Thursday, 13 August 2015

Elephant memory

They say elephants follow the same paths and even hand down genetic memories of directions and places across generations. Each elephant clan has a certain burial place, like many human communities, and always help the dying ones get back there if they are not killed traumatically first.

In addition to their travel and burial patterns, it has been demonstrated that elephants also have a high friendship skill with humans. They also develop lasting relationships with other elephants, and in fact do remember individuals of the human and their own species even when separated for decades.

The saying that elephants never forget has been backed by science. And it seems that the old adage may be particularly true in the case of matriarchs, who lead the herd. A study of wild African elephants has revealed that dominant females build up a social memory as they get older, enabling them to recognize "friendly" faces.

They signal whether an outsider is a friend or foe to the rest of the herd, allowing family members to focus on feeding and breeding when there is no danger. The older and more experienced the matriarch, the better she is at recognizing old friends, and the more calves the family is likely to produce.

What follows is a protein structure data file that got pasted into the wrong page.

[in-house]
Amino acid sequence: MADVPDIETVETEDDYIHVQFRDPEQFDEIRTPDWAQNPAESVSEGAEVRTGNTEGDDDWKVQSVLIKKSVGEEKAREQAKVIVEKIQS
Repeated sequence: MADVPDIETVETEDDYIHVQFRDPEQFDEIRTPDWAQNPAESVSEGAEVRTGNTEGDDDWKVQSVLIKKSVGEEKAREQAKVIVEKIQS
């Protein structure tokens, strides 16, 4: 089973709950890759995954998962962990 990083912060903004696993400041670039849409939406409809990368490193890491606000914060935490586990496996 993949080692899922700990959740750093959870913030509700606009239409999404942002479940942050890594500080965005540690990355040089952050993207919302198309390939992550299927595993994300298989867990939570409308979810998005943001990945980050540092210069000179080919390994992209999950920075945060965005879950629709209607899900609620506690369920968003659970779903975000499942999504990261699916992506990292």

Asian cultures admire the high intelligence and good memory of elephants. As such, they symbolize wisdom and royal power. Elephants have been the subject of various cultural depictions in mythology, symbolism and popular culture. They are both revered in religion and were respected for their prowess in war. In Buddhist tradition, the Buddha picked the form of a white elephant as one of his many incarnations, thus the rare appearance of a white elephant is still heralded as a manifestation of the gods.

They also have negative connotations such as being a symbol for an unnecessary burden. Ever since the stone age, when elephants were represented by ancient petroglyphs and cave art, they have been depicted in various forms of art, including pictures, sculptures, music, film, and even architecture.

The Hindu god Ganesh, the remover of obstacles, has the head of an elephant. In India you will find elephant figurines and motifs in almost all art forms, textiles, murals, linen as well as architecture.

Elephants are tough when protecting others and gentle when nurturing them. There is so much we can learn from these ginormous but gentle creatures! Elephants have emotions that are comparable to human emotions of love, joy, jealousy, rage. So today, on world elephant day let’s celebrate these regal creatures that stands for power, strength, peace, wisdom and learn a thing or two from them about love, communication skills, family and loyalty.